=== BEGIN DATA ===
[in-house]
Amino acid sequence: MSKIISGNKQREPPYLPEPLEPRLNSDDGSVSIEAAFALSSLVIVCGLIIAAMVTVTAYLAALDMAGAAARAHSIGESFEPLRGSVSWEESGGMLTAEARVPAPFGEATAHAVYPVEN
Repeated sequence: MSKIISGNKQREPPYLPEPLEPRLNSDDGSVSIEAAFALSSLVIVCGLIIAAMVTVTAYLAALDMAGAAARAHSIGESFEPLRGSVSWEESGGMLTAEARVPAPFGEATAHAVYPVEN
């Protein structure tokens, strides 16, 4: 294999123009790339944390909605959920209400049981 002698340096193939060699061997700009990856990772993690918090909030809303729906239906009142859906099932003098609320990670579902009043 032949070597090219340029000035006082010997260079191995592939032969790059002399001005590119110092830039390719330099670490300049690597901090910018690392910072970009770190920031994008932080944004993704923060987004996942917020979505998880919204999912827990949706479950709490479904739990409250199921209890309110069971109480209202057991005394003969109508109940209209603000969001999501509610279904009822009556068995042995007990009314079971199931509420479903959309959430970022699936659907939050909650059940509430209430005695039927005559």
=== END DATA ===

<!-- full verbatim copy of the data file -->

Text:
[in-house]
Amino acid sequence: MSKIISGNKQREPPYLPEPLEPRLNSDDGSVSIEAAFALSSLVIVCGLIIAAMVTVTAYLAALDMAGAAARAHSIGESFEPLRGSVSWEESGGMLTAEARVPAPFGEATAHAVYPVEN
Repeated sequence: MSKIISGNKQREPPYLPEPLEPRLNSDDGSVSIEAAFALSSLVIVCGLIIAAMVTVTAYLAALDMAGAAARAHSIGESFEPLRGSVSWEESGGMLTAEARVPAPFGEATAHAVYPVEN
């Protein structure tokens, strides 16, 4: 294999123009790339944390909605959920209400049981 002698340096193939060699061997700009990856990772993690918090909030809303729906239906009142859906099932003098609320990670579902009043 032949070597090219340029000035006082010997260079191995592939032969790059002399001005590119110092830039390719330099670490300049690597901090910018690392910072970009770190920031994008932080944004993704923060987004996942917020979505998880919204999912827990949706479950709490479904739990409250199921209890309110069971109480209202057991005394003969109508109940209209603000969001999501509610279904009822009556068995042995007990009314079971199931509420479903959309959430970022699936659907939050909650059940509430209430005695039927005559």